Wednesday, July 11, 2012

Student and Teacher Contract

It's the start of my second month at my new job. I feared that I might get a student like the one that caused me trouble last month. Actually, I got that same exact student. In preparation for that possibility, I immediately started reading another book on behavior management. It's called "How to Reach and Teach Children with Challenging Behavior." It reminded me of the idea of making a contract with my students.

I say it reminded me because actually, Mr. Agajan, my mentor while I was a student teacher for his 3rd grade class also made contracts with his students. At the beginning of yesterday morning, I told one of my especially challenging students that if he raises his hand before he talks and is quiet while he is in class, I will give him a gummy worm. He will get three chances in each section of the day. There are three sections each day (9:30 am to 10:30 am, 10:40 am to 11:30 am, 11:40 am to 12:30 pm). Each time he doesn't do that, he loses a chance to demonstrate that behavior and get his gummy worm. Each time he loses a chance, I let him know. If he loses all his chances in one section, he can't get his gummy for the day. And, even if he earned his gummies, I wouldn't give them to him until the end of the week. He agreed to that arrangement. He was excited about getting the gummy worms. He did well in the first section, but not so hot in the remaining sections.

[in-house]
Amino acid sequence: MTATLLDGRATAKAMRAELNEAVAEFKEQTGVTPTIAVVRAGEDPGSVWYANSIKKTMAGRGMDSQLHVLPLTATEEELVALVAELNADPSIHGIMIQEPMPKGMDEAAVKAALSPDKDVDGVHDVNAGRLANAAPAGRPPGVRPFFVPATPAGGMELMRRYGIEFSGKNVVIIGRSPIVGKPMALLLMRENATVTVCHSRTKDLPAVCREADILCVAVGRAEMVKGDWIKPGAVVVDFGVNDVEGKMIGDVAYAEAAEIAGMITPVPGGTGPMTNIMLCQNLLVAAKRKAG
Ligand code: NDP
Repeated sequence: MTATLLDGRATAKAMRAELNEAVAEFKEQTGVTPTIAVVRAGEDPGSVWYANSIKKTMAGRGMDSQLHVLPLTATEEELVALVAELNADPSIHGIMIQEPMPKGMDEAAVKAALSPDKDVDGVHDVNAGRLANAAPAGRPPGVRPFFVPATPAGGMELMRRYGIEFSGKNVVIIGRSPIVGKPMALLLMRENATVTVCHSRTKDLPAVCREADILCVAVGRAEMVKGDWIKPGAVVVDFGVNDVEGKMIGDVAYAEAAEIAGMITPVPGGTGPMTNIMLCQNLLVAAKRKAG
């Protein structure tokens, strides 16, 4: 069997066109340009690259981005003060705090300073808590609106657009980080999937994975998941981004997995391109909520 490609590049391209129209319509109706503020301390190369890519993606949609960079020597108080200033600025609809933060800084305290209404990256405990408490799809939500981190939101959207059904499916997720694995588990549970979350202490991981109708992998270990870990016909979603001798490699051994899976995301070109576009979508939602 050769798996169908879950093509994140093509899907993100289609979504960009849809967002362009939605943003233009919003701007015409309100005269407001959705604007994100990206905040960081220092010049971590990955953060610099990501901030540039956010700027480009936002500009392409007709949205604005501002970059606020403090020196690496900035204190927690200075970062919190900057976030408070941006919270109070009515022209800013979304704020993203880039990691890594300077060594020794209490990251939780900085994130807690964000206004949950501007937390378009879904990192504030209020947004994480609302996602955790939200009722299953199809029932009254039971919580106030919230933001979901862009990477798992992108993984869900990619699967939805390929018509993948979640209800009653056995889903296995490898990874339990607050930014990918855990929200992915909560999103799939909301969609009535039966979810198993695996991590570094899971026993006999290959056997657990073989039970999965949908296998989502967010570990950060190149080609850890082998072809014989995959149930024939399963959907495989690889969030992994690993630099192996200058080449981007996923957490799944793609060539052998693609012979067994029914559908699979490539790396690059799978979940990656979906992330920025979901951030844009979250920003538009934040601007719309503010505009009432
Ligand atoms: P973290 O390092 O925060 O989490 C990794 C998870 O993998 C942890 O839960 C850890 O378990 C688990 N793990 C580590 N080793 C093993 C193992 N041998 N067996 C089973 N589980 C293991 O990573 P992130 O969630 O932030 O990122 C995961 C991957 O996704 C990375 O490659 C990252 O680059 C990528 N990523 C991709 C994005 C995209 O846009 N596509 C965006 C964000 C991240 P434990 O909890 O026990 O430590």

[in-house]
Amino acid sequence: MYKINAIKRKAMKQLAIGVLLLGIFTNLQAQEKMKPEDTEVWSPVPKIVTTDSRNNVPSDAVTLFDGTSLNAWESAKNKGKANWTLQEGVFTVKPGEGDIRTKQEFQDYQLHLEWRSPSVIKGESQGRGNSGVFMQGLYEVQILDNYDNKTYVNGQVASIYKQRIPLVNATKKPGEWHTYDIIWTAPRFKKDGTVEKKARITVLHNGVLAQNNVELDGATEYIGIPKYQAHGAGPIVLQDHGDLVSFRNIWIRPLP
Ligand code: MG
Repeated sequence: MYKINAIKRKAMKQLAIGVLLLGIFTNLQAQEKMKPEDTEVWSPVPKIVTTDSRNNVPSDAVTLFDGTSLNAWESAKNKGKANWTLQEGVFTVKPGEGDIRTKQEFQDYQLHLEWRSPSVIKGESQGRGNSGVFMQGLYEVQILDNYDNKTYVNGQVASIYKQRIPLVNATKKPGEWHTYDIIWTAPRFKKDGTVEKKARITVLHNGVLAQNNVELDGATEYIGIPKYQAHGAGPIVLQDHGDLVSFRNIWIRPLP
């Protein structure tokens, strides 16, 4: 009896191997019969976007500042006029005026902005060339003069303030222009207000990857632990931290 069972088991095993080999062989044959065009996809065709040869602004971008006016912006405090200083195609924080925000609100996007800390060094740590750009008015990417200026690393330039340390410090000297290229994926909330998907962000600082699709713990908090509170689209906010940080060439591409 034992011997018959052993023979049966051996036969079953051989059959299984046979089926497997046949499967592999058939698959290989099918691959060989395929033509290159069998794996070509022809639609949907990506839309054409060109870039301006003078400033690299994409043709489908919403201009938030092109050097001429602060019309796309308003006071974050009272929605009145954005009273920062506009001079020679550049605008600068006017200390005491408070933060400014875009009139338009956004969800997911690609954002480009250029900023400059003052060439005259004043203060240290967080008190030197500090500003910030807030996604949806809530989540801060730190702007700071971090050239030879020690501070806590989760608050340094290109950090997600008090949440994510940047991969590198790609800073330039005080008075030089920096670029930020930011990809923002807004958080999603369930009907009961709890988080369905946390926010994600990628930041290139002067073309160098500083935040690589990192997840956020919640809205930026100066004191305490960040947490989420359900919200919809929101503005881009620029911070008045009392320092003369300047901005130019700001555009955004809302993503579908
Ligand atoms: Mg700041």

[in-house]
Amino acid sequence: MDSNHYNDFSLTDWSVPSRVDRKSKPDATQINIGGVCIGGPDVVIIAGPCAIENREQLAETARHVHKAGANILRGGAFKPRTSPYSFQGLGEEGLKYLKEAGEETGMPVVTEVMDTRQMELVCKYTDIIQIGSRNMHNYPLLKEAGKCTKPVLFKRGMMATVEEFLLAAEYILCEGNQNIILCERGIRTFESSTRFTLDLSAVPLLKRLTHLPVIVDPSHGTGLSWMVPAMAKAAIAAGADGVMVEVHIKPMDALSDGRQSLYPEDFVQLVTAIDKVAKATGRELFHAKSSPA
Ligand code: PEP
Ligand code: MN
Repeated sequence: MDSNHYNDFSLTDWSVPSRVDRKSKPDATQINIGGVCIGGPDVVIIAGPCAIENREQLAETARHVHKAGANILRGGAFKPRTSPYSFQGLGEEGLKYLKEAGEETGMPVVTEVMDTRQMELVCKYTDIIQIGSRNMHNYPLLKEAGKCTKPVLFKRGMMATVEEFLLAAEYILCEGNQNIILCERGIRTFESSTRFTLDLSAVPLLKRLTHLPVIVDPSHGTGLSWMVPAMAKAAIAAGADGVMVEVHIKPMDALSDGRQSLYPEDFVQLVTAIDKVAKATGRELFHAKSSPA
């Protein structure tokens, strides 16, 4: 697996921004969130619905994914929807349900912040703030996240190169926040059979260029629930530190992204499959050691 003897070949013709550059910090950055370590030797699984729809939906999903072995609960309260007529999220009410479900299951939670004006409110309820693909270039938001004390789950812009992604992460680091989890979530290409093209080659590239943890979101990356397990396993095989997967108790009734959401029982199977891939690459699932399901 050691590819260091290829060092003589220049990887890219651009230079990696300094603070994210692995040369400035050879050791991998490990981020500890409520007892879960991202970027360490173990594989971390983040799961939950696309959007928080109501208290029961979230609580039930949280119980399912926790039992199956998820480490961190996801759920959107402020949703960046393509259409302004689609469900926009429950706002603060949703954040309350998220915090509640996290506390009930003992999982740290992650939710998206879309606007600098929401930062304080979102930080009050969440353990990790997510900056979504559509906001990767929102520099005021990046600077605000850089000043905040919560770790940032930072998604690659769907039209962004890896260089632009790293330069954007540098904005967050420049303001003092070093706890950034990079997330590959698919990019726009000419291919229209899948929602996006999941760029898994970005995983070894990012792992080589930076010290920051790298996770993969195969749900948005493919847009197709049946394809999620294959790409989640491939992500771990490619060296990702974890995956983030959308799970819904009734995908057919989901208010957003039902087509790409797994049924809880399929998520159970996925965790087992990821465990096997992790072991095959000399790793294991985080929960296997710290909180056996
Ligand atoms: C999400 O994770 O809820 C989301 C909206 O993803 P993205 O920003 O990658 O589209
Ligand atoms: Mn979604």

I tried it again the next morning. He didn't want to play along anymore after he lost all of his chances. He was getting angry. He was tearing up paper on his table. He was dropping some of his homework assignments on the floor and hiding is head in his hoodie.

Today, I started paying a teacher from LeConte Elementary (i.e. one of my previous schools where I had a student teaching assignment) to give me ideas on how to control my classroom. She made me aware that the way that I was using the contract was framed negatively. She suggested that whenever I notice him demonstrating the behavior that I was looking for, I give him a star and make it known to him. Because, when I was taking his chances away, it was still more like a punishment. But now, every time he gets five stars, he gets a gummy. That is a reinforcement rather than a punishment. On top of that, my mentor suggested that instead of waiting until the end of the week, make the reinforcement more immediate and give it to him at the end of the day. After I started giving him stars, he was actually finishing his in class work quietly. I was just happy because he was finishing his in class work. Previously, he would often just leave it blank. But today, he even wanted to help students near him. So, I was pretty pleased with that.

Anyway, there you have it. Those are both the bad and good ways to execute a contractual relationship between a teacher and a student. Keep in mind that the frequency at which a student is reinforced will depend on the specific student. Some will need more immediate reinforcement and others not so much. It depends on how... defiant or distracting the student's behavior is.

No comments:

Post a Comment